Understand the stages of mitophagy. Definition of subcellular localization. Discover the articles on these subjects recently published in the journal Molecular and cellular proteomics.
Work from outside to
As cells adapt to the stresses of life, mitochondria must also adapt. Over time, mitochondria are damaged and then recycled through a specialized autophagy process called mitophagy.
Zittlau et al.
Shown over time from left to right, mitochondria are broken down from the outside
During mitophagy, proteins are marked for degradation by ubiquitination. Phosphorylation works in tandem with ubiquitination, as each modification can provide either positive or negative feedback to the other. In particular, mitophagy requires parkin E3 ubiquitin ligase and serine/threonine-protein kinase PINK1. Researchers have identified mutations in both enzymes in Parkinson’s disease, so understanding their function is critical.
Despite an abundant literature, scientists still have key questions about the process of mitophagy. Some researchers have demonstrated that autophagosomes consume mitochondria at the same time during mitophagy, although others suggest that individual sections within mitochondria can be broken down piece by piece.
In a recent paper published in the journal Molecular and Cellular Proteomics, Katharina I. Zittlau and colleagues from the University of Tübingen describe the use of a three-level proteomics approach to examine parkin-dependent mitophagy in HeLa cells. After inducing mitophagy, the team quantified total protein levels over 18 hours to assess mitochondrial protein degradation in the presence or absence of functional parkin. They also measured changes in protein ubiquitination and phosphorylation.
Their data support an outer-inner breakdown of mitochondria during mitophagy, showing evidence of protein ubiquitination and degradation in outer mitochondrial compartments first, with inner compartments following later. Using a large dataset, the researchers also identified instances in which a phosphorylation event blocked or enhanced ubiquitination during mitophagy. In particular, they showed that dephosphorylation of voltage-gated anion-selective channel protein 2 is required for its parkin-dependent ubiquitination and ultimate degradation.
This study provides detailed information that improves our knowledge of mitophagy as well as the specific contribution of parkin at each step of the process.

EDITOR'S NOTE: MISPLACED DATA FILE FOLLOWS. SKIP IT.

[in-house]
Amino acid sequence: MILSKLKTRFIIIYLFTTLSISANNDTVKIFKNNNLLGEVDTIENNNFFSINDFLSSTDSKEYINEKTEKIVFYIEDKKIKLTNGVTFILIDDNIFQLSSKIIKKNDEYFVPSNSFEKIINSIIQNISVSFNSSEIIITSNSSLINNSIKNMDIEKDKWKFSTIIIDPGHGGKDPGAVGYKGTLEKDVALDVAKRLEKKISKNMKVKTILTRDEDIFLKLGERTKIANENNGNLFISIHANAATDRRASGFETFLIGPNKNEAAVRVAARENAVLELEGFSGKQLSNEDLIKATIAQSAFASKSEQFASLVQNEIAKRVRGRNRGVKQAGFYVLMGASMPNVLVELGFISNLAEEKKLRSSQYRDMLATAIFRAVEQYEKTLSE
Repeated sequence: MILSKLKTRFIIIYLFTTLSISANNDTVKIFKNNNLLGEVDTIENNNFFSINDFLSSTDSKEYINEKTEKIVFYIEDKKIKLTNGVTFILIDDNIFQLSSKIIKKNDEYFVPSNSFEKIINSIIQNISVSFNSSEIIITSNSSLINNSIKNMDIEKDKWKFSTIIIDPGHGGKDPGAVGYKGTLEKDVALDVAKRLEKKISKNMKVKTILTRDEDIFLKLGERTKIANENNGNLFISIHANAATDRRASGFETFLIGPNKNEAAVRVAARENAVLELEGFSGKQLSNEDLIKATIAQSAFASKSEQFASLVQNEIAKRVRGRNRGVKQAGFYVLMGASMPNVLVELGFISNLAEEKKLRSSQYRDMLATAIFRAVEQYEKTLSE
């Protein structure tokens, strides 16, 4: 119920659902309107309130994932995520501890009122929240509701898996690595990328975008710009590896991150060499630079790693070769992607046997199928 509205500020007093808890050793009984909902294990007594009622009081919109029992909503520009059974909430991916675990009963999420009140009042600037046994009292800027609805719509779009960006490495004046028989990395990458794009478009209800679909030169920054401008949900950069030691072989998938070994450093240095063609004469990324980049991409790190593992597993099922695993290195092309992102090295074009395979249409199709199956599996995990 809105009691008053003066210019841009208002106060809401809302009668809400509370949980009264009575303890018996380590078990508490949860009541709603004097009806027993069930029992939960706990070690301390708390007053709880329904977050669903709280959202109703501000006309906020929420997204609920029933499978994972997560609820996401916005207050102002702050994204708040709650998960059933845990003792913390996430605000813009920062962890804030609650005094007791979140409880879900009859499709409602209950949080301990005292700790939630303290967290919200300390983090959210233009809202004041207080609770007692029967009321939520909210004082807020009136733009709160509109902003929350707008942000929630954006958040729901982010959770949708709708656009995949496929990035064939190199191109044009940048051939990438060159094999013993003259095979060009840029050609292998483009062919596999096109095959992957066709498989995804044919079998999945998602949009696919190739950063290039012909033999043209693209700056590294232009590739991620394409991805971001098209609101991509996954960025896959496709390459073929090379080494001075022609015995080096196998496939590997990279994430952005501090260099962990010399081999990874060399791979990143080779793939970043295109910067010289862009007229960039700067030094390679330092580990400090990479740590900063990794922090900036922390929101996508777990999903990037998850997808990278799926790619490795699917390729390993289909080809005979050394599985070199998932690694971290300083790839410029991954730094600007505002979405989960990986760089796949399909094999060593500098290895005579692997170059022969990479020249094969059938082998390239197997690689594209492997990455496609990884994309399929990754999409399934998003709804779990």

The cytoplasm is a dense but well-organized space. A multitude of biochemical reactions occur simultaneously, each localized in a specific domain, such as inside the nucleus, on the mitochondrial surface or at the level of the plasma membrane. Accordingly, the localization of RNA and proteins – as well as intracellular trafficking to their final destination – must be tightly regulated. Disrupting this spatial organization can be problematic, as many diseases are characterized by poorly localized proteins.
Although researchers can gain a wealth of knowledge from global transcriptomic and proteomic datasets, the story is incomplete without spatial information. Local enrichment or depletion of macromolecules—often masked in whole-cell omics—regulates these biological pathways and, ultimately, cellular function.
Josie A. Christopher and a team from the University of Cambridge recently published a comprehensive study exam methods used to study the subcellular localization of proteins and RNA in the review Molecular and cellular proteomics. The authors provide a detailed overview of techniques such as microscopy-based assays, imaging mass cytometry, and proteomic/transcriptomic coupling with biochemical fractionations or proximity labeling. The advantages and limitations of each are discussed to help readers select the best methods for their own projects.
The techniques highlighted in this review will be crucial in answering fundamental questions about cellular organization and paving the way for translational research and new diagnostic approaches.